Kara MasonKara MasonMarch 21, 20184min1270

By 1930 it’s believed that Cripple Creek, now a small gambling getaway west of Colorado Springs, created 30 millionaires with its bounty of gold. But today, the city is looking for ways to build more affordable housing. Mostly for the people working in the city’s popular casinos.

Like Colorado’s urban centers and lavish ski spots, Cripple Creek is facing a pinch in the housing market. Teller County lacks affordable housing. The town’s local paper, appropriately named the Mountain Jackpot, reported earlier this month many there have complained there are few affordable places for casino workers to call home.

That could change:

“Recently, Cripple Creek city officials have been working to come up with a way to help fix the problem. After some discussion and a number of work sessions, the council has decided to move forward with the process that will change the rules to allow tiny homes to get built inside city limits.”

Council unanimously voted to allow the city attorney to draft an amendment to the development code that allows “e-homes.” And it might not be that much of a change, the Jackpot reported, as early zoning in the city dates back a century.

“Back then, they laid out residential lots that were only 25 feet wide by 100 or 125 feet long. Since then the city has written development code that requires that anything built on a lot sits in 10 feet from the property border. For years this has meant that, in most cases, in order to build a home in Cripple Creek one must own two side by side lots.”

The plan only brought one concern from a council member, and that was that none of the pre-approved designs resembled a log cabin. That aesthetic fits nicely into the history of the town, she said. “Miner shacks” were a common site in the early days when people rushed west in hopes to strike it rich.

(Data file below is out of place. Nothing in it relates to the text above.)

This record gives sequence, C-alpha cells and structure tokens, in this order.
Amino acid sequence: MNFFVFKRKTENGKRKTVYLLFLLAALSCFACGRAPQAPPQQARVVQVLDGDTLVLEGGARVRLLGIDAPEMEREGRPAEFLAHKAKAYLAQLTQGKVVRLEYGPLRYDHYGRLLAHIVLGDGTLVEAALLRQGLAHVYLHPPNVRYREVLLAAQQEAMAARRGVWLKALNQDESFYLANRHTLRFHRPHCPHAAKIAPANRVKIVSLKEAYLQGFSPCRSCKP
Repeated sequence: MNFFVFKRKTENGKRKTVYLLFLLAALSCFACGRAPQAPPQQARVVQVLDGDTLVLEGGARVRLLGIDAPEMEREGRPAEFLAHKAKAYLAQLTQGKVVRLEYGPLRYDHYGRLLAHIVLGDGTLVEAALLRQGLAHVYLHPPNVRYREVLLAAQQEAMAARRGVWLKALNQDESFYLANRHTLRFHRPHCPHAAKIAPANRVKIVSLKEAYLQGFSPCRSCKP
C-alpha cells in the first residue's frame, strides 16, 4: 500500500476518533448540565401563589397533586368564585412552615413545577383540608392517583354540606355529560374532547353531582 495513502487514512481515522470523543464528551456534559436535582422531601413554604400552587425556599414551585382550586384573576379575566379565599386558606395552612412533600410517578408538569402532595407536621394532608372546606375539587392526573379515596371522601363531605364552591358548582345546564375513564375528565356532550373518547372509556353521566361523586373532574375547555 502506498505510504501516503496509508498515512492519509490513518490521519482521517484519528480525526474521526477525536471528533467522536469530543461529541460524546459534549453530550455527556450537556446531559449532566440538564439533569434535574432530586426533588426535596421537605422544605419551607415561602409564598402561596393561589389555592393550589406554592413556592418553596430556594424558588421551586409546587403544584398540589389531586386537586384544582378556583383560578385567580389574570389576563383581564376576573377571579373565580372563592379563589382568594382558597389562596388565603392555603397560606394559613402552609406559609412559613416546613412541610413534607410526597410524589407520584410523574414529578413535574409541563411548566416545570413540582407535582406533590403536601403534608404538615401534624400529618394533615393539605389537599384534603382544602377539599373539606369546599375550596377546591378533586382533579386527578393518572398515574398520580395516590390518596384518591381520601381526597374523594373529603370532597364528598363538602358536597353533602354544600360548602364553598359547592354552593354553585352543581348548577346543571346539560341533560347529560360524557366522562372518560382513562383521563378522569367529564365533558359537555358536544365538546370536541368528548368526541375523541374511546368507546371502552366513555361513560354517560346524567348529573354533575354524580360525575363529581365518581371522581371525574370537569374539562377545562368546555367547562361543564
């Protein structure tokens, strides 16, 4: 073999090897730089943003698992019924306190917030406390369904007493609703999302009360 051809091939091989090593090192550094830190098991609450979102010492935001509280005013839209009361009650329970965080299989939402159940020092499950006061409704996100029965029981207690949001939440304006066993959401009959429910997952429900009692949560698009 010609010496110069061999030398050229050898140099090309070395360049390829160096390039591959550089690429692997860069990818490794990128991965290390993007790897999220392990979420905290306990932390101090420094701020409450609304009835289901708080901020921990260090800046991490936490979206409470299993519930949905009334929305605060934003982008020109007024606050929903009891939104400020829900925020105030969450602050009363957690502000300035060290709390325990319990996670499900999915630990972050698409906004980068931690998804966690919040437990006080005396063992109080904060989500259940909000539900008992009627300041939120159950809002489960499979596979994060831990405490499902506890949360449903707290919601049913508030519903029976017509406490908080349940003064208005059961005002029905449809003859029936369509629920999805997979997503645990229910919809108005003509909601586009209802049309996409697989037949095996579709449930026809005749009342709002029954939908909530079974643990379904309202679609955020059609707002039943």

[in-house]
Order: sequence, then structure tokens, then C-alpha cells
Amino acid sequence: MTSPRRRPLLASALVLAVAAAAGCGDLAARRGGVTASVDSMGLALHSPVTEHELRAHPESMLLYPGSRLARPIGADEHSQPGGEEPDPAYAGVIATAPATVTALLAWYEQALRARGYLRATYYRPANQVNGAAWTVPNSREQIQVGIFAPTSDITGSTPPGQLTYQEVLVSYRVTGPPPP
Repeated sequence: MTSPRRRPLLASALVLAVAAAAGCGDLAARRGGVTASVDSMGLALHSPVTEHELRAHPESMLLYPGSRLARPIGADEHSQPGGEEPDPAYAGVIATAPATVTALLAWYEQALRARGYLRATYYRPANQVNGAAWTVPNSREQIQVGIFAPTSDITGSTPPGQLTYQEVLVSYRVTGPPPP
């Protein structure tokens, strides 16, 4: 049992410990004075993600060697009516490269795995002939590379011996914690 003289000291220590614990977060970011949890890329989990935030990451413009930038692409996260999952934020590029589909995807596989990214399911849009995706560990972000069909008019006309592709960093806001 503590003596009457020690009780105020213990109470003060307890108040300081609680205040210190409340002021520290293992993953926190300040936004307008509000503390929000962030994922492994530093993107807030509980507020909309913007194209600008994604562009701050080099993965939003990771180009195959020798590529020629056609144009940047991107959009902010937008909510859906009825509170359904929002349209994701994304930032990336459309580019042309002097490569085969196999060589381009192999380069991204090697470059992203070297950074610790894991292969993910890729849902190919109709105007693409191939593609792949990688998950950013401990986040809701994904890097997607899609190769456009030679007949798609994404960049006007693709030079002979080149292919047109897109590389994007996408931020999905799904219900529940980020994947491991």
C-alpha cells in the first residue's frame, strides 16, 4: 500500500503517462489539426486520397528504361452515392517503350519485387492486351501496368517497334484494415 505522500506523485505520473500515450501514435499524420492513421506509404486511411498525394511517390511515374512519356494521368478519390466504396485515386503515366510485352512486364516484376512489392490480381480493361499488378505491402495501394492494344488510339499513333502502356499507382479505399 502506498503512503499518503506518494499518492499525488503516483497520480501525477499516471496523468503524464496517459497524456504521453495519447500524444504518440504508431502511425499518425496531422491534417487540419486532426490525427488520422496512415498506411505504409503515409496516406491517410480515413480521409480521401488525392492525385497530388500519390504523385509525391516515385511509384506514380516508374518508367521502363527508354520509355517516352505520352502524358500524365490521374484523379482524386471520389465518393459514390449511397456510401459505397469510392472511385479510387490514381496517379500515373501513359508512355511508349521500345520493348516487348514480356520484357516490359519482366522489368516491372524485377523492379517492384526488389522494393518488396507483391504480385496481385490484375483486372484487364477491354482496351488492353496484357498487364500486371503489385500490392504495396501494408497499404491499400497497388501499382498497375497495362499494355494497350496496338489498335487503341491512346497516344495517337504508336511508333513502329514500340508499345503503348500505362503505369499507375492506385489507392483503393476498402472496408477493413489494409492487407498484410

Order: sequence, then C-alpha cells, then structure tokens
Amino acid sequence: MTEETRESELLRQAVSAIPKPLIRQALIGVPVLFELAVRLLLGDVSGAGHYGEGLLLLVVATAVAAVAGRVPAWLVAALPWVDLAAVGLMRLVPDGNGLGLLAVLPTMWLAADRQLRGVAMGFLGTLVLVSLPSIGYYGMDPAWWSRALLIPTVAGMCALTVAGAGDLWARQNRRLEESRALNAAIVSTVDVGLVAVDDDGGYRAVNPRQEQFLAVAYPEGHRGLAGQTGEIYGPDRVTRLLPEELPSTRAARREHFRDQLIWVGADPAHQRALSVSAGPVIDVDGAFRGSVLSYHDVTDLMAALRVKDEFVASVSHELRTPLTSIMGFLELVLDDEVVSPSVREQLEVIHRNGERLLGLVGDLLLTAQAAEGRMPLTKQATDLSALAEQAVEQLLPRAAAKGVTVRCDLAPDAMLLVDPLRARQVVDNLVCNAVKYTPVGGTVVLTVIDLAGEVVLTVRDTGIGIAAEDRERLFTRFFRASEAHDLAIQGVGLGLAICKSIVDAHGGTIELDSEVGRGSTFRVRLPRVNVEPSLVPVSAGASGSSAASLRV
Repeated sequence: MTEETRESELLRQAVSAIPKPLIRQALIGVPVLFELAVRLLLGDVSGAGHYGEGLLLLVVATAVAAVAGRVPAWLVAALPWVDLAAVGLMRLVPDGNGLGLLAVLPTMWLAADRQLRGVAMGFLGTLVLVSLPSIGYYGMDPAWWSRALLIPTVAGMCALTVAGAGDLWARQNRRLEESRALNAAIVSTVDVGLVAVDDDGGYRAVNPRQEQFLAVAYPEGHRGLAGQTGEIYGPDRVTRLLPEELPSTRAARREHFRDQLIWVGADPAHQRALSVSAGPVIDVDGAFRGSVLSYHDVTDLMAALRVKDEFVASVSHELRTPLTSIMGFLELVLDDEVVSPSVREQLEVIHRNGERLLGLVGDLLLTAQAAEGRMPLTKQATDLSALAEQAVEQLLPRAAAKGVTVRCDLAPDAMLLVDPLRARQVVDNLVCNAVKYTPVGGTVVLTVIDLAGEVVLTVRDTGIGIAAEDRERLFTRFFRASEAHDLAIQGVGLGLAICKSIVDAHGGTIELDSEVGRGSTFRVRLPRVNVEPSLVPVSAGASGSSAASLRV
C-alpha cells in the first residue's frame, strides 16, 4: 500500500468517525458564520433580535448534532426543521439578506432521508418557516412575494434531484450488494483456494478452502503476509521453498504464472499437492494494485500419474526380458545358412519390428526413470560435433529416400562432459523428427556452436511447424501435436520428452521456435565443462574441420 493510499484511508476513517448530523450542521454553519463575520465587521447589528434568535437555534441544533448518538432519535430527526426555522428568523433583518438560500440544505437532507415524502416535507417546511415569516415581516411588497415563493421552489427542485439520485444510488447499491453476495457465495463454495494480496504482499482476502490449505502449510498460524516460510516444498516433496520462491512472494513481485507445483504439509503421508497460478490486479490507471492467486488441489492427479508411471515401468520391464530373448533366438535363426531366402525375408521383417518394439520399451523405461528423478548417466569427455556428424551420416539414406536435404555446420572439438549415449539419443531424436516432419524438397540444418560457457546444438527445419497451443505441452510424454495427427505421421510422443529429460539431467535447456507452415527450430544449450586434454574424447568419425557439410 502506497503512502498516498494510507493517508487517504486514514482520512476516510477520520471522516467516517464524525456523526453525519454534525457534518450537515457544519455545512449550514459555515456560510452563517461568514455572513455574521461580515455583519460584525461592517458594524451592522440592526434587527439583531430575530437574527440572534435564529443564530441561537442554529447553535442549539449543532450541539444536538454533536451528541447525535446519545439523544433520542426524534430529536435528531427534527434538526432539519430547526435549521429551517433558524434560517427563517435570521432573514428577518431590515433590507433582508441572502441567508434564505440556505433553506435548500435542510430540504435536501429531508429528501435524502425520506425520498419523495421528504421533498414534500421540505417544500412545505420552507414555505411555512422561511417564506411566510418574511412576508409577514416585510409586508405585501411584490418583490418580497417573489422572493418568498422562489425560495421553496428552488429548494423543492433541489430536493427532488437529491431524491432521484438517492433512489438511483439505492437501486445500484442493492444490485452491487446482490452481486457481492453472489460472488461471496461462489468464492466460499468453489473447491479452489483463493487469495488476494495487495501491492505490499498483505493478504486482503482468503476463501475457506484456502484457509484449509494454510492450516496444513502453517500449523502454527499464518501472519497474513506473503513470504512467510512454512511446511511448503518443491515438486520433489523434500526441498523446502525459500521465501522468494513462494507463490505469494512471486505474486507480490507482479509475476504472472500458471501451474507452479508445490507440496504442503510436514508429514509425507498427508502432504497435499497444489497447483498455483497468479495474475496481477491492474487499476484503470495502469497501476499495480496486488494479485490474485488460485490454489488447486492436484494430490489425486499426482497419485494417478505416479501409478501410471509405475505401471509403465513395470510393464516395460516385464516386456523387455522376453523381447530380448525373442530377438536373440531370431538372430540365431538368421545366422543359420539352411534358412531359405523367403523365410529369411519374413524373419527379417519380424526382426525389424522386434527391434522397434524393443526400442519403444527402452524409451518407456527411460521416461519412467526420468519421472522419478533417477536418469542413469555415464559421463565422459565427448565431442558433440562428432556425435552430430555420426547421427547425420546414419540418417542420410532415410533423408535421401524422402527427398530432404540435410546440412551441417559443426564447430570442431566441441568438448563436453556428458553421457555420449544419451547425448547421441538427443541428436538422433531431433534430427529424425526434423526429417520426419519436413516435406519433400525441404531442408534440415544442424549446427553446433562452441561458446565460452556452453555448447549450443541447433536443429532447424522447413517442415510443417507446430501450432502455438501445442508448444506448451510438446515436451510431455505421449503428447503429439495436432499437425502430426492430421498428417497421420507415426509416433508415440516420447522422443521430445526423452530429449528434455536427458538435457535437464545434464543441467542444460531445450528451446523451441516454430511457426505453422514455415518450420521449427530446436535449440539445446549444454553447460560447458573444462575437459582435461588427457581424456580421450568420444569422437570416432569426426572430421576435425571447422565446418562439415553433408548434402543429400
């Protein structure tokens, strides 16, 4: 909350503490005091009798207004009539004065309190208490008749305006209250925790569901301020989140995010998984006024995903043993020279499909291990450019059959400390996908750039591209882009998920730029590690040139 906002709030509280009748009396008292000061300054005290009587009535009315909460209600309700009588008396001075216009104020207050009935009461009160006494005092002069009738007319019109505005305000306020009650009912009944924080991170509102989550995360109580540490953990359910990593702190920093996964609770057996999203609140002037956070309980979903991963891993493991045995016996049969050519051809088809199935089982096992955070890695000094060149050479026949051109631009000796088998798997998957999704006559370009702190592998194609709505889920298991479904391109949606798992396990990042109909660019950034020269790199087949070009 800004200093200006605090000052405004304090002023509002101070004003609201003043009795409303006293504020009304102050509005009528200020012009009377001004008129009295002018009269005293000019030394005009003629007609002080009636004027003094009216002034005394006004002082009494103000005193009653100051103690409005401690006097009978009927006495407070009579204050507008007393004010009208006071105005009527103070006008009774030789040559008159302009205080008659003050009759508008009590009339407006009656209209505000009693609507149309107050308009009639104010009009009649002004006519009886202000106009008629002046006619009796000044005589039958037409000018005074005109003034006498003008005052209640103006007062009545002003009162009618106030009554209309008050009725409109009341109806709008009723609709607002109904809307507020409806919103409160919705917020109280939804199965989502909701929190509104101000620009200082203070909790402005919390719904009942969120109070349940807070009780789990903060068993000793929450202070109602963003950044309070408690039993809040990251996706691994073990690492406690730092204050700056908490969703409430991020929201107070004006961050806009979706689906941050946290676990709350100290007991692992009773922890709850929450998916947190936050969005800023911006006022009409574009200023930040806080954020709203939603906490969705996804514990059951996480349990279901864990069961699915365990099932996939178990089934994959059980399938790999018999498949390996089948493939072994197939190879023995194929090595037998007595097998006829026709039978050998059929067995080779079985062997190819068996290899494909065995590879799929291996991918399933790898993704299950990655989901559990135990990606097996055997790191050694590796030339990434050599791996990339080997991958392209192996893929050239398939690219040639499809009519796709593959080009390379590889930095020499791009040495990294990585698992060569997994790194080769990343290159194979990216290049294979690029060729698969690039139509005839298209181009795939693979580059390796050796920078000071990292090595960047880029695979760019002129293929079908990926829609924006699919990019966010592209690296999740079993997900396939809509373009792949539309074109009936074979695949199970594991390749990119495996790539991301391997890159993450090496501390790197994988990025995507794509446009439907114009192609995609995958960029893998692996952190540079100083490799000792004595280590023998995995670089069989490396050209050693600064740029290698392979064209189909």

Tiny homes have become a popular fix for small towns heavy in service industry that fail to meet the need of its lower-income workers. Last winter, Aspen Skiing Co. put 500 tiny homes on a plot of land for its employees. They rent for $750 per month.

Of course, not all are convinced. Salida is slated to have the nation’s largest tiny home community. Susan Tweit, who lives in the small outdoorsy mountain town, wrote in High Country News that they really aren’t that affordable.

Rod Stambaugh, president of Sprout Tiny Homes, builder of the proposed Salida community, suggests in the Outside story that rental rates would range from $750 a month for the 260-square-foot model to $1,400 for the largest, which boasts an actual bedroom and 493 square feet of space. That is nearly 50 percent higher than what the out-of-town landlord on my block charges for the two-bedroom unit in his historic duplex, which boasts 300 square feet more living space and is walking distance to downtown.

The Cripple Creek plan is in the early stages, so there’s no word on what a tiny home would rent for. Real estate website Trulia puts the casino town’s median rent at $1,200. The average price of a home is $155,000.


Kara MasonKara MasonMarch 20, 20182min1620

DENVER — Pueblo County unveiled a ray of sunshine on its own financials this week.

It announced Monday it has created a “financial transparency application” accessible to the public with the help of OpenGov, a company that specifically deals with government budgeting.

In a news release the county said it will relieve citizens — and curious, data-driven journalists — of having to sift through reports that can be more than 200 pages long.

“As stewards of public money, the public deserves to know where their dollars go. More than 57.8 percent of the County’s $163 million budget comes from taxes. Now, within a few clicks of the mouse, they can see where the county expends that money,” Commissioner Garrison Ortiz said in a statement about the new application.

Ortiz, elected in 2016 after ousting former commissioner and state Rep. Buffie McFadyen in a primary, told local news station KOAA that his strong suit as a commissioner would be looking at capital investments. The young Pueblo Democrat has a MBA from Colorado State University-Pueblo and was working in investments leading up to the election.